Delhi on Monday evening reported 1,904 new coronavirus cases in 24 hours – the highest since December 13 and the active caseload in the national capital has now crossed 8,000 – the most since December 22. Six COVID-19 virus-linked deaths have been confirmed in the past 24 hours.
The city logged 1,881 new cases yesterday and over 1,500 in each of the three consecutive days before that, as the spike shows no sign of slowing. The total number of cases reported since the pandemic began in December 2019 is nearly 6.6 lakh, with over 11,000 people dead.
Worryingly, as what appears to be a third wave of infections threatens to overwhelm Delhi, hospitals and medical facilities in the city seem unprepared to deal with the crisis.
Already some private hospitals are running out of ICU ventilator beds. The Delhi government’s coronavirus app says some big private hospitals have no ICU ventilator beds. Beds are available at government-run hospitals though – around 4,000 earmarked for COVID-19 patients are vacant.
However, if the current rate of increase in new cases continues those beds will soon be filled. Private hospitals are now scrambling to increase the number of available beds.
“We are making appropriate arrangements with rise in cases, the infrastructure is being strengthened,” Dr Sandeep Budhiraja, the Group Director of Max Hospitals, said.
With the worrying increase in cases comes talk of a renewed lockdown in the national capital, but that idea was unequivocally dismissed by Health Minister Satyendar Jain on Friday. He suggested the increase in cases was the result of people not following Covid-appropriate behaviour.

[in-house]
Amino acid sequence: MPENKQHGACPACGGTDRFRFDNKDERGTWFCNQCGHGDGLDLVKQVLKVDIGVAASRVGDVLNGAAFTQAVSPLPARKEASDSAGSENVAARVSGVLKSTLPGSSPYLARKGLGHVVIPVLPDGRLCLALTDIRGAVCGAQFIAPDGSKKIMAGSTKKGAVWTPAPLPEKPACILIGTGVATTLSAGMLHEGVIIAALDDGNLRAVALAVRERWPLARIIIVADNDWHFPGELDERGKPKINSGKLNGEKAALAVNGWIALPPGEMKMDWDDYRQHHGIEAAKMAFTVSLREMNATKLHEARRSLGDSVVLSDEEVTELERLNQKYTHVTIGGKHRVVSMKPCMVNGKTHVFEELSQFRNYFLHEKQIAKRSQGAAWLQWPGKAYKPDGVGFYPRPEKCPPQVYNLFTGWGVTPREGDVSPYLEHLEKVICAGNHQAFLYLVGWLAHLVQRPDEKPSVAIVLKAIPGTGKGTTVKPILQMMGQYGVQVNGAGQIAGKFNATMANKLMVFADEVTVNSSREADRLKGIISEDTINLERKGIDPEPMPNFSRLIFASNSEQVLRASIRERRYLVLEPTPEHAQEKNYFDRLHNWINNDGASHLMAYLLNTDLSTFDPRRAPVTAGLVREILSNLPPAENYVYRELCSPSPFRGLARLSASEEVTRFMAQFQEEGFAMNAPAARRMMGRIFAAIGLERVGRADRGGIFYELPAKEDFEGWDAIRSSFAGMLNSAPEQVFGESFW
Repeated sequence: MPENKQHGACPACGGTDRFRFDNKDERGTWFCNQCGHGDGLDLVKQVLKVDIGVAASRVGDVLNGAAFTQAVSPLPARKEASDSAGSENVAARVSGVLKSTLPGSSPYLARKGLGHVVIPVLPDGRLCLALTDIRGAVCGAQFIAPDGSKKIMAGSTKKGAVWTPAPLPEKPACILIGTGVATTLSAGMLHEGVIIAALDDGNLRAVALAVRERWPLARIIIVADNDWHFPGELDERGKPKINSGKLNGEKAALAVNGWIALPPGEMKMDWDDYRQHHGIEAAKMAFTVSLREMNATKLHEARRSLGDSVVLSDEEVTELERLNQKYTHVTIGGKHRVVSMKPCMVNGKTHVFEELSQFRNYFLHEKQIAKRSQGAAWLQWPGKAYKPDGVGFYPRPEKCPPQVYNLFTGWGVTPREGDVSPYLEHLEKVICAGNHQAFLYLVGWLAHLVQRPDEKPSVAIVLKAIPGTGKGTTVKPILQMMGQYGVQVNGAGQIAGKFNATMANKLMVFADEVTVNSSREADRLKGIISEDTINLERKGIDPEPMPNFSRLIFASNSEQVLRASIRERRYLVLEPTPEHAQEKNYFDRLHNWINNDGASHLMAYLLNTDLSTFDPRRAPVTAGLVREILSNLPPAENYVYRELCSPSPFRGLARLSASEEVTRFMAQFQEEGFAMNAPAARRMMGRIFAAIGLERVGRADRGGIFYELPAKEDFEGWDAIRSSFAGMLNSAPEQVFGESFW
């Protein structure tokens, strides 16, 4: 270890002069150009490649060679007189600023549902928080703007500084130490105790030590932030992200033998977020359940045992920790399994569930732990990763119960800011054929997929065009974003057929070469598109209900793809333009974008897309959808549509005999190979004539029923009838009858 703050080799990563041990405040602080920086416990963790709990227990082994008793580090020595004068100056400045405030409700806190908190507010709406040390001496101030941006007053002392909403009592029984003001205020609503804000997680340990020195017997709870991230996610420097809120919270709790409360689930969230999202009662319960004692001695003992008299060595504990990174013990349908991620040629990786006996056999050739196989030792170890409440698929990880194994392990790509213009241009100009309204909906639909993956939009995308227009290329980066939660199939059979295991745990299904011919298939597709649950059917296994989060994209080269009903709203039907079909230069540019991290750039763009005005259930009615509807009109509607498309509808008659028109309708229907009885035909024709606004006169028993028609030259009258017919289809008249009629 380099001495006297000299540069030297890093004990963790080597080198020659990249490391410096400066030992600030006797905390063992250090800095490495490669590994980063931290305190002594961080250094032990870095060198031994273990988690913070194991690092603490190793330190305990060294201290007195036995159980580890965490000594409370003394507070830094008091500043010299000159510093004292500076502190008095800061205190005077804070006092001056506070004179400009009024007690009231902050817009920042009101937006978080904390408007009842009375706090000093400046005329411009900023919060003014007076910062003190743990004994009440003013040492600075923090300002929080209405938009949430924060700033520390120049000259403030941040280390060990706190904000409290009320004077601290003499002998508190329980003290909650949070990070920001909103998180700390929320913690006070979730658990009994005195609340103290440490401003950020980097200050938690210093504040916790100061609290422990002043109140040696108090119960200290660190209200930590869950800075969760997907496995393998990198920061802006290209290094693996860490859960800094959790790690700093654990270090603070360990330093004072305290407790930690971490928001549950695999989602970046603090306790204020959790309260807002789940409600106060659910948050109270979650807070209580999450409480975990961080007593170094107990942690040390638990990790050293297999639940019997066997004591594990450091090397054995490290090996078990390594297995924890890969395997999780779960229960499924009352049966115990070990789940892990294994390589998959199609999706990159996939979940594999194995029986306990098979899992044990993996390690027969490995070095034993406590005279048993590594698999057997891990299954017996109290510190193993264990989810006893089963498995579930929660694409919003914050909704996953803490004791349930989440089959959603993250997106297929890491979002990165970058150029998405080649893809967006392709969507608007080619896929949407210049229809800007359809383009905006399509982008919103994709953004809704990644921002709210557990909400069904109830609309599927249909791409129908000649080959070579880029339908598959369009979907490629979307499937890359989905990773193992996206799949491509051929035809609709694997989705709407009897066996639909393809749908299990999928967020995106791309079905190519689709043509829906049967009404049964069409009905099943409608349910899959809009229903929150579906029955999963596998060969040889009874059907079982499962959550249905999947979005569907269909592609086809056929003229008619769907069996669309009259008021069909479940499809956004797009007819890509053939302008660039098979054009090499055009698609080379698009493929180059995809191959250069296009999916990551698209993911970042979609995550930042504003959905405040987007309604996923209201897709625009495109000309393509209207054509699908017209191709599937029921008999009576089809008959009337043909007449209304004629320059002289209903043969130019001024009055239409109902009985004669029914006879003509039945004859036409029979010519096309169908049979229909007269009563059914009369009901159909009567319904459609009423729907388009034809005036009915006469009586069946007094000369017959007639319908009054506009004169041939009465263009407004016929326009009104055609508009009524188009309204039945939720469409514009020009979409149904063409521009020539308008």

“There is no possibility of a lockdown,” he said, although the government has re-imposed certain restrictions – like bans on large gatherings – and, in a new move, ordered random Covid tests at the airport and railway and bus stations to track and contain the virus.
“We’ll have to learn to live with it,” he added, referring to medical experts who say the coronavirus – or a variant of the virus – will continue to circulate for years to come.
Mr Jain also said: “At present there are enough beds; the occupancy rate now is 20 per cent. And if we have to increase the number of beds, then we will do it.”
The spike in cases in Delhi is mirrored by an increase across the country; this morning over 68,000 new cases were reported – the most in 24 hours since October 1.
As Covid cases across the country trend upwards once again, renewed emphasis has been placed on the need to vaccinate as many people as possible, as quickly as possible. The vaccination drive, which began January 16, enters its third phase Thursday – all those over 45 can get the shot.
With input from PTI